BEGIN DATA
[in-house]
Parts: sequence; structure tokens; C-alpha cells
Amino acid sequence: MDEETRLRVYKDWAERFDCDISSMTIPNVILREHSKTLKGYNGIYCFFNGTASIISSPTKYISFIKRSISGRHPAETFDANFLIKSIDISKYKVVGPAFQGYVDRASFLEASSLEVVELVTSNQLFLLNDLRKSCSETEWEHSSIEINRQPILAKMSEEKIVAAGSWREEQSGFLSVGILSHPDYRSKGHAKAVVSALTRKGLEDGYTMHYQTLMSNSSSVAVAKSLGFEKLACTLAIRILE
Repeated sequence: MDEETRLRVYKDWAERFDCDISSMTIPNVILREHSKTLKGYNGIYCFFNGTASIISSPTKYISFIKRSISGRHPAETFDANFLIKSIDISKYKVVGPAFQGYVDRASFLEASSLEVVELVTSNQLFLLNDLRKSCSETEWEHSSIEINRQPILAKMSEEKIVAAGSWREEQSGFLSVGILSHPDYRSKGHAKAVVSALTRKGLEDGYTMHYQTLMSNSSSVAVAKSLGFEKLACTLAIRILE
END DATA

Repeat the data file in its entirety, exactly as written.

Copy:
[in-house]
Parts: sequence; structure tokens; C-alpha cells
Amino acid sequence: MDEETRLRVYKDWAERFDCDISSMTIPNVILREHSKTLKGYNGIYCFFNGTASIISSPTKYISFIKRSISGRHPAETFDANFLIKSIDISKYKVVGPAFQGYVDRASFLEASSLEVVELVTSNQLFLLNDLRKSCSETEWEHSSIEINRQPILAKMSEEKIVAAGSWREEQSGFLSVGILSHPDYRSKGHAKAVVSALTRKGLEDGYTMHYQTLMSNSSSVAVAKSLGFEKLACTLAIRILE
Repeated sequence: MDEETRLRVYKDWAERFDCDISSMTIPNVILREHSKTLKGYNGIYCFFNGTASIISSPTKYISFIKRSISGRHPAETFDANFLIKSIDISKYKVVGPAFQGYVDRASFLEASSLEVVELVTSNQLFLLNDLRKSCSETEWEHSSIEINRQPILAKMSEEKIVAAGSWREEQSGFLSVGILSHPDYRSKGHAKAVVSALTRKGLEDGYTMHYQTLMSNSSSVAVAKSLGFEKLACTLAIRILE